Writer/Director's Note: Performance for One

One question I am often asked when I describe this show is, how does it follow Untitled Theater Company No. 61’s mission to be a Theater of Ideas?  It is not about science or politics.  There is an aspect of philosophy to it.  But the base idea it interrogates is the idea of theater itself.  What does it mean to be an audience member, a performer, and a playwright?  Stripped down to a simple one-on-one (on-one, for the author, who may not be present, is always present), what do we learn about performance?

Of course, every time we step into a theater, we take on the role of audience member.  But we do not think about the role, because we can hide among our fellows.  But what happens when there is no fellow?  Just two people, one speaking, one listening.

The idea of one-on-one theater is not new to me or to the theater company, of course.  It is an existing experiment, one that I have seen and participated in, in various fashions.  I have also inadvertently participated in small audiences, both as the sole audience member for a show meant for many, or as the director of a show for which only one audience member showed up. In the early days of Untitled Theater Company No. 61, small audiences were not uncommon.  My rule was, unless the audience outnumbered the performers, the performers had the choice whether they wished to perform.  When we had an audience of one, they did, because the sole audience member that day was my Mom, and frankly they were relieved to have an extra dress rehearsal of sorts.  She was enthusiastic.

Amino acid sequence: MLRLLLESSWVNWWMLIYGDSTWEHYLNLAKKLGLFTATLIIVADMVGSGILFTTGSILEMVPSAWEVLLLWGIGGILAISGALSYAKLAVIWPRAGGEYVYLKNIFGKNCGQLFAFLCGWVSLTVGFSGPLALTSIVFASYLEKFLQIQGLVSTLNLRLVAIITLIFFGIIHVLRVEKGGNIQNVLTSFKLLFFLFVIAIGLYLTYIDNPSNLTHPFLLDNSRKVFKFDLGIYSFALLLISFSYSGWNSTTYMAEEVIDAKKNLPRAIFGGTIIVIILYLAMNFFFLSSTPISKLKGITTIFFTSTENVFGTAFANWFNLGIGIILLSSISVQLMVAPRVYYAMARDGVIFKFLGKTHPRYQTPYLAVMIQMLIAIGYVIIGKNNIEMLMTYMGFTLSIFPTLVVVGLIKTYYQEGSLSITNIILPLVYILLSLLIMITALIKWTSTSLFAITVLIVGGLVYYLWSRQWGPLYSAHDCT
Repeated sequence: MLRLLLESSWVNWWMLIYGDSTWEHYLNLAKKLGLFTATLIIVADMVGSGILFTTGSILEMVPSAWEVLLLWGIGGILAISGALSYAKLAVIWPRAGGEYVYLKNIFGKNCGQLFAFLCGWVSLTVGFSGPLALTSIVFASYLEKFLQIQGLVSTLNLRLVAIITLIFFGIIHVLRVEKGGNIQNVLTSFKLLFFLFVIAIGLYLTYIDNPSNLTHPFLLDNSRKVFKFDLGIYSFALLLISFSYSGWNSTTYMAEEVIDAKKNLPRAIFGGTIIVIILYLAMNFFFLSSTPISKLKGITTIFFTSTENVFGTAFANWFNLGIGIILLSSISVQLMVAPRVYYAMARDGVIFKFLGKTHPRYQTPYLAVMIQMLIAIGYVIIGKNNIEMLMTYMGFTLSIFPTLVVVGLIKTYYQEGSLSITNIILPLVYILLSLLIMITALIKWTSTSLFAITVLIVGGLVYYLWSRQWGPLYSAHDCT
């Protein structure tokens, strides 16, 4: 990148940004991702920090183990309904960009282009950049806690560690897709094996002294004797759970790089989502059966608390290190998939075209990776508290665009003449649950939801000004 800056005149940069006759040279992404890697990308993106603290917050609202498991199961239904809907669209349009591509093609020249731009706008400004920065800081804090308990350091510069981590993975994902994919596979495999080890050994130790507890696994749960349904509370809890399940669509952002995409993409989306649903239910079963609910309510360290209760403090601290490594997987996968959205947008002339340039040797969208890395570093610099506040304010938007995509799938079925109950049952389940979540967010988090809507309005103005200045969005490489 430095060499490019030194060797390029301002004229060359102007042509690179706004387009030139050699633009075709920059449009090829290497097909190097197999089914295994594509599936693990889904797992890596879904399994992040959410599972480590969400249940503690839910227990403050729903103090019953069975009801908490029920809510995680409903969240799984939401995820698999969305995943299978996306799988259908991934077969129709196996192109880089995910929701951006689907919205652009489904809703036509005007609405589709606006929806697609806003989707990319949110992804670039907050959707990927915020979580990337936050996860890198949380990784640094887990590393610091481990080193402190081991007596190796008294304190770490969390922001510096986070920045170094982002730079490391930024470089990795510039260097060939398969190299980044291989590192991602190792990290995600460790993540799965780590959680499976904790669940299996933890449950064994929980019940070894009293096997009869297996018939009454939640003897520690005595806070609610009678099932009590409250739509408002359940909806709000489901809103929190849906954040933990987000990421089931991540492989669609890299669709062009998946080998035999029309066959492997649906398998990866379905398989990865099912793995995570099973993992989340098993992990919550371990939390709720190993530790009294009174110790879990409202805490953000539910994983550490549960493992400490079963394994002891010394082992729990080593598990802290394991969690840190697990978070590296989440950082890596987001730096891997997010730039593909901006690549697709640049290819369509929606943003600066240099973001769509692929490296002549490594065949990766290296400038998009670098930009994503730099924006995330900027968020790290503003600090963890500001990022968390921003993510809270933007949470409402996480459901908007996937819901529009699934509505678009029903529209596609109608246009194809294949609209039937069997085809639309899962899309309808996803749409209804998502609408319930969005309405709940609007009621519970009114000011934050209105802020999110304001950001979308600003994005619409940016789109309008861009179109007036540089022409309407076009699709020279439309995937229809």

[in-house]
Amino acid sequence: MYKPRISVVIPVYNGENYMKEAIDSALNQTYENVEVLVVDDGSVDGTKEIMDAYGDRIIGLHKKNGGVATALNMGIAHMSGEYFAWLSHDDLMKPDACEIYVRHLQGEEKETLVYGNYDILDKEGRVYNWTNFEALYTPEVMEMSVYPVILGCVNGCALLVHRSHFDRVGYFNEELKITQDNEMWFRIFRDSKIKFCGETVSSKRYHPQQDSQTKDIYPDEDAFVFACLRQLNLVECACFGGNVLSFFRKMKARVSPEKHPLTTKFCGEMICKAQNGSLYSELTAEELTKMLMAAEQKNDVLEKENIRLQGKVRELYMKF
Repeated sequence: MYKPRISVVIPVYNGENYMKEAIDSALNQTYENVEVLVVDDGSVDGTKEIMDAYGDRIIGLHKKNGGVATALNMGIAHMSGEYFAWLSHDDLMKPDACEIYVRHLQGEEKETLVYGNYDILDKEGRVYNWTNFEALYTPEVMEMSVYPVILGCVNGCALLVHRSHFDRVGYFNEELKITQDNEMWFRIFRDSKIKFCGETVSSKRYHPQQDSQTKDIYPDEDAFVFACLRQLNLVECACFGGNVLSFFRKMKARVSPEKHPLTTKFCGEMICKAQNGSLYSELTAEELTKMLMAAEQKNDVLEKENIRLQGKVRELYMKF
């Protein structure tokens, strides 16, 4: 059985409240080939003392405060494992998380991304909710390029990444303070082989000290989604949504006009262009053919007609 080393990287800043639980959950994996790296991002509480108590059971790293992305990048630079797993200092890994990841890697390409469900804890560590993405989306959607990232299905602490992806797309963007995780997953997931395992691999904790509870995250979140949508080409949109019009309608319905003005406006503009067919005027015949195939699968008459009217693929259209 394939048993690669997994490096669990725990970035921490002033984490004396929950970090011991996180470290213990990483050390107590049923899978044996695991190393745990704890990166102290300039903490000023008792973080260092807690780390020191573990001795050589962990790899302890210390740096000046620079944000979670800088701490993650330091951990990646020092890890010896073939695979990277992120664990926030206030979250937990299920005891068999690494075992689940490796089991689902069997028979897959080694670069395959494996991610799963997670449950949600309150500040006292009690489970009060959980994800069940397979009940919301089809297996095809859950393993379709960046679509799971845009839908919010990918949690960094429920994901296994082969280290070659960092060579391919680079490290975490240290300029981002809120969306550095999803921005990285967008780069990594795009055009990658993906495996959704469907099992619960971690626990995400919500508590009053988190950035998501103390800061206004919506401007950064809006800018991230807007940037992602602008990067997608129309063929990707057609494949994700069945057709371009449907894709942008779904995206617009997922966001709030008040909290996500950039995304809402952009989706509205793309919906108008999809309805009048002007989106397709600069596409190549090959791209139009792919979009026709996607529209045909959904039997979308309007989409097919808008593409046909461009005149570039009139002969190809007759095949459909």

But what makes Performance for One particular is that the form is also the subject.  And what does that form mean?  It is a distillation of theater, specifically the type of theater that involves passing on stories.  It is, to me, the basic form of theater, a type of theater we perform every day, without thinking.  We usually pass on stories, our own and those that have been passed to us, without defining it as theater.  Each story is a gift, but also a responsibility.  The responsibility lies in the listening, the remembering, and perhaps the passing on of the story again.

Theater, all performance, formalizes that process.  And here I must admit: I don’t even know if Performance for One is theater.  It is storytelling.  It is performance art.  It is…a moment between two people (in which a third, the author, implied).  It is a building block of theater, the most essential.  And soon, for my next show, I will add the rest again.  Full costumes (though clothes are always costumes), a set (though a setting is implicitly a set), lighting (beyond the natural and unnatural lighting those settings provide), and other audience members (though our responsibility as an audience member remains no matter the size).

But when I observed the audience members from our developmental performances, seeing them post-show of course because it is impossible to see them during, I realized something new about the performance. My own reaction to a single audience member was also distilled. When that single audience member tells you how moving the experience was—well, that’s a standing ovation.